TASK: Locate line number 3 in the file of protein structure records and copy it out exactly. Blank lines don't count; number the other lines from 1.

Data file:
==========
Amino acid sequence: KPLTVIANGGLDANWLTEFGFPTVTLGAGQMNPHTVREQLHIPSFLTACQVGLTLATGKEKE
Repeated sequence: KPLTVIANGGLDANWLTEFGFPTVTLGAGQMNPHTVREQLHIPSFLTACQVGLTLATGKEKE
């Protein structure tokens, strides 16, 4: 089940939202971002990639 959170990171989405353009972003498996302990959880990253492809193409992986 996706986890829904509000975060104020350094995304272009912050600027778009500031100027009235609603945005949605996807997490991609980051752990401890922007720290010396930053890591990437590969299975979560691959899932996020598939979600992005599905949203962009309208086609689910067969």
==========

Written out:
């Protein structure tokens, strides 16, 4: 089940939202971002990639 959170990171989405353009972003498996302990959880990253492809193409992986 996706986890829904509000975060104020350094995304272009912050600027778009500031100027009235609603945005949605996807997490991609980051752990401890922007720290010396930053890591990437590969299975979560691959899932996020598939979600992005599905949203962009309208086609689910067969």